Practice Problem 8 A sample of helium gas has a pressure of 3. 54

Practice Problem 8 A sample of helium gas has a pressure of 3. 54 atm in a container with a volume of 23. 1 L. This sample is transferred to a new container and the pressure is measured to be 1. 87 atm. What is the volume of the new container? Assume constant temperature. Answer: V 2 = 43. 7 L

Ideal Gas Law PV = n. RT • Using the gas laws together, we

Ideal Gas Law PV = n. RT • Using the gas laws together, we can write a general equation. • Use the Ideal Gas Law when you have gas at one set of conditions • R is called the gas constant. • R = 0. 08206 atm*L/mol*K (PAY ATTENTION TO UNITS!)

Practice Problem 12 • A 5. 00 mol sample of oxygen gas has a

Practice Problem 12 • A 5. 00 mol sample of oxygen gas has a pressure of 1. 25 atm at 22°C. What volume does this gas occupy? Answer: 96. 8 L PV = n. RT

When are gases close to ideal? • Low pressure- lots of empty space; molecules

When are gases close to ideal? • Low pressure- lots of empty space; molecules can be treated as having no volume. • High temperature- molecules have enough speed that attractions are negligible.

Read Ch. 13 Do self-check problems Also do end-of-chapter problems: 7, 11, 18, 20,

Read Ch. 13 Do self-check problems Also do end-of-chapter problems: 7, 11, 18, 20, 32, 34, 42, 50, 52, 56

Practice Problem 13 • A sample of neon gas has a volume of 3.

Practice Problem 13 • A sample of neon gas has a volume of 3. 45 L at 25°C and a pressure of 565 torr. Calculate the number of moles of neon present in this gas sample? Answer: 0. 105 mol PV = n. RT

Practice Problem 14 • A 0. 250 mol sample of argon gas has a

Practice Problem 14 • A 0. 250 mol sample of argon gas has a volume of 9. 00 L at a pressure of 875 mm Hg. What is the temperature (in °C) of the gas? Answer: 232 °C PV = n. RT

Kinetic-Molecular Theory of Gases KMT - theory of moving molecules Gases consist of large

Kinetic-Molecular Theory of Gases KMT - theory of moving molecules Gases consist of large numbers of continuously moving particles. The volume caused by the molecules is negligible. The particles are in constant random motion, colliding with the walls of the container. These collisions with the walls cause the pressure exerted by the gas. • Interactive (attractive or repulsive) forces are negligible. • Energy is transferred during collisions but the average total stays constant. (Collisions are perfectly elastic. ) • The average kinetic energy of the gas particles is directly proportional to the Kelvin temperature of the gas. 20 • •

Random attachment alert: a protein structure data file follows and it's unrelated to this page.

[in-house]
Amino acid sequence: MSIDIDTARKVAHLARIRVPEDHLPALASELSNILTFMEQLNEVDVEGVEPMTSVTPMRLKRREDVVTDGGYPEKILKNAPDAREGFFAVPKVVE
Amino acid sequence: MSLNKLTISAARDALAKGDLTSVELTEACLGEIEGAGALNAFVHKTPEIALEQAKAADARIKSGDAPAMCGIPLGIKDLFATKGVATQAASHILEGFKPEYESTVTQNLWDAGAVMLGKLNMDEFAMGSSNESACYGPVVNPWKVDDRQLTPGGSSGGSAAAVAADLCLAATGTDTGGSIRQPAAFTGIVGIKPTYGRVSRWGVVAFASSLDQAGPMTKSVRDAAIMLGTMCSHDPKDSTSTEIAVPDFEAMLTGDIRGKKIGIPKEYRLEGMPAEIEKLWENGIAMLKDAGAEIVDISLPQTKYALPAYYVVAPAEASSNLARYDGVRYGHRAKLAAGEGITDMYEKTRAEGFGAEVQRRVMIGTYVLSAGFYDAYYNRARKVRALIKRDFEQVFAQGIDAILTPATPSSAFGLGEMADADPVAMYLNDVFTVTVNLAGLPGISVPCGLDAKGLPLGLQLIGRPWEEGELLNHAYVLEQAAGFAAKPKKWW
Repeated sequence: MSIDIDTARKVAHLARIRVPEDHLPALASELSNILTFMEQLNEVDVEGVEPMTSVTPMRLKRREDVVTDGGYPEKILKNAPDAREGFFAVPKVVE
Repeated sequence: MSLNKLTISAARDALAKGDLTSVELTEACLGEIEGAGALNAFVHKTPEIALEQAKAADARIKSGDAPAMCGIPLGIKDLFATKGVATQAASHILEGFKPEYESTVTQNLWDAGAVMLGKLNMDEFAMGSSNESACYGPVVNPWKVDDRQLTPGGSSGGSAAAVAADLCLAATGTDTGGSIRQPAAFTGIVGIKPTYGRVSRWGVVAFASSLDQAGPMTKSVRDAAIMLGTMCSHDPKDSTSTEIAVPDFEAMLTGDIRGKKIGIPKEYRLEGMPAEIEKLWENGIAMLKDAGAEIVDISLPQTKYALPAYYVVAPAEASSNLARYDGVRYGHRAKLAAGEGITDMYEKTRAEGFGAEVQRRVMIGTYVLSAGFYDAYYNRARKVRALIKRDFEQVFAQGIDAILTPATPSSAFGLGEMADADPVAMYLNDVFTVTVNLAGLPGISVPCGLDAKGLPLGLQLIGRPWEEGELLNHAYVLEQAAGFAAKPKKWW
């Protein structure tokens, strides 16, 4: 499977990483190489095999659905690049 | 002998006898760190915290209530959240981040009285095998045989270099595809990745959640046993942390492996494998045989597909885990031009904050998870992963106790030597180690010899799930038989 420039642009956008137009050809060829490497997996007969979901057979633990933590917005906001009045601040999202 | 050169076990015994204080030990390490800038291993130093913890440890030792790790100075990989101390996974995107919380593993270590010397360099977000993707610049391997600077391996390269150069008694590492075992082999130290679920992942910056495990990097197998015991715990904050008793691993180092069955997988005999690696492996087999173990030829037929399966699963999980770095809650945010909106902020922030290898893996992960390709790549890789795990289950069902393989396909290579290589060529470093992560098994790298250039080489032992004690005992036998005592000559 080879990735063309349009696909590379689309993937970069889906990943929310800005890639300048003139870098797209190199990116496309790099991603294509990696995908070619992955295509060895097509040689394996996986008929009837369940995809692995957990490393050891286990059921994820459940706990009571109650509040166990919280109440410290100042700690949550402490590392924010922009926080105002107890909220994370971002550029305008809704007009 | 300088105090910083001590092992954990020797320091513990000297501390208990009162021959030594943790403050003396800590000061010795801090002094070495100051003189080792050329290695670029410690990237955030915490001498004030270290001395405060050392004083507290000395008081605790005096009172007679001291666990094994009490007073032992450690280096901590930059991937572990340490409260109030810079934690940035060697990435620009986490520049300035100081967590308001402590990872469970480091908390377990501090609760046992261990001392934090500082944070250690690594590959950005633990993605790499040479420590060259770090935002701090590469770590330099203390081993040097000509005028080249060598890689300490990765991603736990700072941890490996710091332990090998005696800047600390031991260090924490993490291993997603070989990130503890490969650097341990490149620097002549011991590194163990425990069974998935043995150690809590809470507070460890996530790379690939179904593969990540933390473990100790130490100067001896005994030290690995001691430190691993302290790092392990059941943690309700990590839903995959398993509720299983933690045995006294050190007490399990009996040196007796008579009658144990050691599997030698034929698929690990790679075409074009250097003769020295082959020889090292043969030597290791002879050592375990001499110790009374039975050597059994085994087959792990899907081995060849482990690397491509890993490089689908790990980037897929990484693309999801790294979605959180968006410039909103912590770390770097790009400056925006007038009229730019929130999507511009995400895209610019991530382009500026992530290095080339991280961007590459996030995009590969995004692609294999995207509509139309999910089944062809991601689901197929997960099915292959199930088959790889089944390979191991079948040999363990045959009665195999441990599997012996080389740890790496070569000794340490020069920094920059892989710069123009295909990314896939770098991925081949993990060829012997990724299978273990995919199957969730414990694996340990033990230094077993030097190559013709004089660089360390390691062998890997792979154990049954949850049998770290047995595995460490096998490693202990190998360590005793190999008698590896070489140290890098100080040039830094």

P, V, T, n (n = moles): Charles’ Law • Observe: on on top

P, V, T, n (n = moles): Charles’ Law • Observe: on on top of the flask • When n & P are held constant, The relationship between V and T is Directly proportional or Inversely proportional? Directly proportional! As Temperature , Volume constant, so 21

Practice Problem 6 A sample of oxygen gas has a volume of 4. 55

Practice Problem 6 A sample of oxygen gas has a volume of 4. 55 L at 25°C. Calculate the volume of the oxygen gas when the temperature is raised to 45°C. Assume constant pressure • V 1 T 1 = V 2 T 2 Answer: V 2 = 4. 86 L

P, V, T, n (n = moles): Gay-Lussac’s Law • Observe: Absolute Zero devise

P, V, T, n (n = moles): Gay-Lussac’s Law • Observe: Absolute Zero devise and Soda can • When n & V are held constant, The relationship between P and T is Directly proportional or Inversely proportional? Directly proportional! As Temperature , Pressure constant, so 23